Spring statement lifts outlook – just
The Chancellor announced his Spring Statement on the 13th March, a return to the format last seen from Norman Lamont in the early 1990s.
With the annual single fiscal announcement made in the autumn ahead of the year end, the Spring Statement has become an opportunity to update the numbers from the OBR, and report progress since the Budget speech in Novmber 2017.
It is also the opportunity to give a half-time boost to UK companies. But if the FTSE 100 rises after the event, dividend yields will fall, hitting the pockets of income investors.
The Chancellors speech was upbeat, but certainly was not the herald of Spring wanted by business.
UK economy brighter than expected
The ONS says that the UK now has a surplus in its current budget – the day to day funding rather than longer-term investment – of nearly £4bn. The long term debt still remains high – over £1.8 trillion, equating to £65,000 per UK household; still far too high to withstand another fiscal shock.
Put in perspective, it is now over 85 per cent of GDP. In 2005 it was 38 per cent, rising to over 60 per cent in 2010. The OBR predicts it will be back to 78 per cent by 2021/22.
The forecast for borrowing throughout 2018 was revised downwards, but not as low as trends had suggested. £45.2bn rather £49.9bn is an improvement, but not the £38.5bn expected by renowned thinktank the Resolution Foundation.
The UK is also near bottom of the G8 league for fiscal growth, though it was not as bad as predicted. Further upgrades to the outlook from the OBR may help, but don’t relieve the pressure on public services caught between the grip of austerity and a long and deep winter.
A stronger economy and higher tax receipts than were expected may provide – if they continue, says Mr Hammond – some additional help for struggling services later this year. The fear is some may not manage that long.
Austerity is ending, not ended.
Housebuilding received more attention, with the plan for £44bn of investment to provide 300,000 homes per year over five years centre of attention. The share prices of housebuilders – already good sources of dividends – did not react though. Perhaps it has been the same story for too long, of much talk and little real action.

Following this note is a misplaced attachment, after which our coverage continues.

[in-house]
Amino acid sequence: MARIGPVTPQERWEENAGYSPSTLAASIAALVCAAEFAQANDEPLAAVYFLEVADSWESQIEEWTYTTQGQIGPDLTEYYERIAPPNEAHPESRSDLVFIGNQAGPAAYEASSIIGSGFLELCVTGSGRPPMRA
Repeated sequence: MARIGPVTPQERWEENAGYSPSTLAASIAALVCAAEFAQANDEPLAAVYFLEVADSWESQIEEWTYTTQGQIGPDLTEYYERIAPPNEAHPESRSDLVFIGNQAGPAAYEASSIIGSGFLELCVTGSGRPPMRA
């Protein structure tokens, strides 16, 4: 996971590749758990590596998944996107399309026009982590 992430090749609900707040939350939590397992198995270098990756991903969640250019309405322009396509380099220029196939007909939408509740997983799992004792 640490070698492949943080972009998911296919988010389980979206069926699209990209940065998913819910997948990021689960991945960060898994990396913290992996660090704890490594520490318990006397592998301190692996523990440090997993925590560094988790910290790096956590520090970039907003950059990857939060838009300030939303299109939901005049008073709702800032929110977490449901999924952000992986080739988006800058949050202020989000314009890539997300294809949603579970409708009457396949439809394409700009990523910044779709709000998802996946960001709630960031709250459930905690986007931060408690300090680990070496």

Overall these numbers are all the right side of forecast, but not enough ahead to be meaningful with the uncertainty of Brexit.
The speech failed to excite the market, and for now at least income seekers should be able to find a return, despite the slowing of dividend growth.
Growth in dividend payments is still expected to be almost five per cent in 2018, but currency exchange may make it lower.
The UK was bottom of the global league for dividend growth in 2017, significantly influenced by the weakness of sterling. Strengthening business conditions and share prices will mean that yields will fall for new investors looking at adopting a dividend income strategy.
In 2017 total global dividends surged in 7.7 per cent to an all time high on the back of strong growth and confidence in the economic outlook. 2018 is set to be higher still.
Dividend gems can still be found
The best returns came from Asia Pacific and Emerging markets, with Japan a distant third. These are the places dividend investors will need to start looking for a growing income stream.
The Janus Henderson Global Dividend Index report lists the top dividend regions and companies. Its contents offer some hope to those prepared to create their own portfolios, and it is still possible to find some joy in the FTSE indices. The mining sector is fast improving, offering selections such as Glencore, restoring its dividend last quarter, and Rio Tinto significantly increasing its return.
Another area may be life assurance, on the back of ageing population and the “advice gap” that will need to be filled. Legal & General has increased its payout by 15 per cent per annum over the last three years.
Looking at other areas where improvement has been forced upon industry, US banking may offer opportunity. Around the world banks have been made to remove risk from themselves, leaving many as bargains.
Around the world – see table above – unsurprisingly the same companies consistently fill the ranks of the top 20 dividend payers.
The Chancellor failed to deliver the motivation the City was looking for, and has maybe tried to save too much back “just in case” for Brexit, rather than break his new statement policy.
Brexit, and the uncertainty following has left sterling weak, and UK dividends still below par. But the Spring Statement didn’t set the market on a run, and so UK stocks paying reasonable dividends can still be found. And looking further afield should keep a steady income over what will be a turbulent year.